Just because it was an animated movie I didn’t want to give up the techniques that were developed in shooting live action, which is basically, you can think of as organized chaos. You have a plan but then to optimize the possibility of capturing the awkward moment, the moment where things aren’t cerebral and things aren’t manufactured, where the only things left is an intuitive response…Everything in an animated film is manufactured. Everything is conceived. There’s no accidents…I scheduled a twenty day “record”, we didn’t call it a shoot. We got some video cameras to have some reference [for the animators to work from]…it’s not motion capture by the way, it’s just what we call “emotion capture”. Trying to encourage line overlap and trying to encourage a kinetic, raw spark to the audio track. Because normally these guys are in separate rooms and somebody’s not available and then actors can only do it for two weeks and they come in with a script and they record their line and you cut it against somebody else’s line and you sort of rerecord it. Once we had Johnny’s dates locked it was basically, if you were not available those twenty days, you weren’t in the film…We got this space, this sort of rehearsal space and threw everybody together and had the story reel constructed and had the screenplay so we could go back and look at our story reel to know what’s not [at the shoot], environments and things like that. We really tried to strip it down and get something…like trying to capture some fun.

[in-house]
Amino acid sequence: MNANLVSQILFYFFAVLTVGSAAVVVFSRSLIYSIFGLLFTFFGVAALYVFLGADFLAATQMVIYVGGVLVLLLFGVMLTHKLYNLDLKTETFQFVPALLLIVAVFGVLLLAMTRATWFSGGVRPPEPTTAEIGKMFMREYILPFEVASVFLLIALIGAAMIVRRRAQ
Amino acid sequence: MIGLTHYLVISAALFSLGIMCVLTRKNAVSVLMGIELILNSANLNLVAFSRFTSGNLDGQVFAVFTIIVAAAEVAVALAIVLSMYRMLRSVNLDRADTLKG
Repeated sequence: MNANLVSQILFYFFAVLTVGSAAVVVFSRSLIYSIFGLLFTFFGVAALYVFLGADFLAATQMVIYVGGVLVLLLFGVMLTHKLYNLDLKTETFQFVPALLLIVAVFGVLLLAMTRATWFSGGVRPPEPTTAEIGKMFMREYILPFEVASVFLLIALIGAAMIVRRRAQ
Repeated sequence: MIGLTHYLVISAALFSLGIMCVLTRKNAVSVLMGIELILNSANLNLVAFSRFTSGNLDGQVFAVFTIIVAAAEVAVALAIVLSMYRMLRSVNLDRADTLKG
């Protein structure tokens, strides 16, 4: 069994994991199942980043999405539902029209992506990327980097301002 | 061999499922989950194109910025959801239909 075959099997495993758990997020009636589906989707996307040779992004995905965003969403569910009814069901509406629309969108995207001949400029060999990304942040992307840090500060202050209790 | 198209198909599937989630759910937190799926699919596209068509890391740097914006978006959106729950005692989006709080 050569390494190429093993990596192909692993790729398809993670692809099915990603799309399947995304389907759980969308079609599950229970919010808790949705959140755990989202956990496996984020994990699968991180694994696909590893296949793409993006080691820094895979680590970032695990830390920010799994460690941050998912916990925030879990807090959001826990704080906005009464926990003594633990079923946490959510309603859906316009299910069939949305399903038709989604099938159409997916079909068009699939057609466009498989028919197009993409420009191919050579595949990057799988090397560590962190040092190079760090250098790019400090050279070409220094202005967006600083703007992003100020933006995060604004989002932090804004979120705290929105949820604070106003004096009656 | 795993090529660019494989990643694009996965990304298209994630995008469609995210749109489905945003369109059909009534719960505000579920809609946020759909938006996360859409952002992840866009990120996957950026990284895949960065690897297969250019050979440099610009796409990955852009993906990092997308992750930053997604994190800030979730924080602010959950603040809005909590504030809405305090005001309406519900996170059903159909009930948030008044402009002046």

The featurette itself was great and I hope it’s eventually released online or on the film’s DVD because it gave us a great look at the recording sessions. We saw animated clips of the film side-by-side with the actors acting the scenes out. It was incredible to see Johnny Depp acting his lines on a small, makeshift set while simultaneously watching the finished project. During the recording sessions, some actors even wore full costumes and you could tell that they were having a lot of fun acting goofy while in character. The recording sessions were filmed like a regular shoot, with the audio being captured via a boom. Verbinski estimated that only about 30% of the audio used in the film would be rerecorded lines. The coolest part about acting out the entire film was how beneficial it is for animators. In most of the clips we saw, the animated character’s movements and even facial expressions perfectly matched that of the actor on tape. Animators used the footage as a point of reference during animation. In addition to providing animators with the storyboard, the original animatic version of the film and the live action version of the film, Verbinski also sent the animators shots and scenes from other films to reference during the animation of certain moments in Rango.